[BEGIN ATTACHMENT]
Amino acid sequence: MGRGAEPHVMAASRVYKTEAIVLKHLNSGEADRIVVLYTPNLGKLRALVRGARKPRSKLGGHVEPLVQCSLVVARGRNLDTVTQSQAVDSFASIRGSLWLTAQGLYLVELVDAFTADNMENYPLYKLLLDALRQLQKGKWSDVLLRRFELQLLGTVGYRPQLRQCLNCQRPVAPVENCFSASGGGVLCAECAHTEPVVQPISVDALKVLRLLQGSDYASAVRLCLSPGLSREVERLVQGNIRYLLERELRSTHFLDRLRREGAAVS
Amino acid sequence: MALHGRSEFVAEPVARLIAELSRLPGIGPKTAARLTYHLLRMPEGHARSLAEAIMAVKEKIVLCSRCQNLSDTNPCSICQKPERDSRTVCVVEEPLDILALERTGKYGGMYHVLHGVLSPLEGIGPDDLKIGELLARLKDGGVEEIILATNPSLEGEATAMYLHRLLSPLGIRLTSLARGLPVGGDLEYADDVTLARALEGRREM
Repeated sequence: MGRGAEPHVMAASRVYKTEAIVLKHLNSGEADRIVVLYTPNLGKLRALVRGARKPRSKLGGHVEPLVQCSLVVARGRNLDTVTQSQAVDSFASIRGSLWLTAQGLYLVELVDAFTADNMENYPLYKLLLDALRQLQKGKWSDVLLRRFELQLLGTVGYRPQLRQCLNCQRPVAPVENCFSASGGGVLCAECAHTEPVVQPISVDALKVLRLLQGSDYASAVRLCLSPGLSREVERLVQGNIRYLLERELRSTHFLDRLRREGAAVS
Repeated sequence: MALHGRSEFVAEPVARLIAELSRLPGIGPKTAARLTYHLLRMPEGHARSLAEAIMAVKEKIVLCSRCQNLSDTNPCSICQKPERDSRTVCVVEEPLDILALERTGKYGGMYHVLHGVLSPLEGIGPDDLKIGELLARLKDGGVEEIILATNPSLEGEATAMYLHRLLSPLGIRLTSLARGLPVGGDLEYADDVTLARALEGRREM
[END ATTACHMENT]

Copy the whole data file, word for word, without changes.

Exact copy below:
Amino acid sequence: MGRGAEPHVMAASRVYKTEAIVLKHLNSGEADRIVVLYTPNLGKLRALVRGARKPRSKLGGHVEPLVQCSLVVARGRNLDTVTQSQAVDSFASIRGSLWLTAQGLYLVELVDAFTADNMENYPLYKLLLDALRQLQKGKWSDVLLRRFELQLLGTVGYRPQLRQCLNCQRPVAPVENCFSASGGGVLCAECAHTEPVVQPISVDALKVLRLLQGSDYASAVRLCLSPGLSREVERLVQGNIRYLLERELRSTHFLDRLRREGAAVS
Amino acid sequence: MALHGRSEFVAEPVARLIAELSRLPGIGPKTAARLTYHLLRMPEGHARSLAEAIMAVKEKIVLCSRCQNLSDTNPCSICQKPERDSRTVCVVEEPLDILALERTGKYGGMYHVLHGVLSPLEGIGPDDLKIGELLARLKDGGVEEIILATNPSLEGEATAMYLHRLLSPLGIRLTSLARGLPVGGDLEYADDVTLARALEGRREM
Repeated sequence: MGRGAEPHVMAASRVYKTEAIVLKHLNSGEADRIVVLYTPNLGKLRALVRGARKPRSKLGGHVEPLVQCSLVVARGRNLDTVTQSQAVDSFASIRGSLWLTAQGLYLVELVDAFTADNMENYPLYKLLLDALRQLQKGKWSDVLLRRFELQLLGTVGYRPQLRQCLNCQRPVAPVENCFSASGGGVLCAECAHTEPVVQPISVDALKVLRLLQGSDYASAVRLCLSPGLSREVERLVQGNIRYLLERELRSTHFLDRLRREGAAVS
Repeated sequence: MALHGRSEFVAEPVARLIAELSRLPGIGPKTAARLTYHLLRMPEGHARSLAEAIMAVKEKIVLCSRCQNLSDTNPCSICQKPERDSRTVCVVEEPLDILALERTGKYGGMYHVLHGVLSPLEGIGPDDLKIGELLARLKDGGVEEIILATNPSLEGEATAMYLHRLLSPLGIRLTSLARGLPVGGDLEYADDVTLARALEGRREM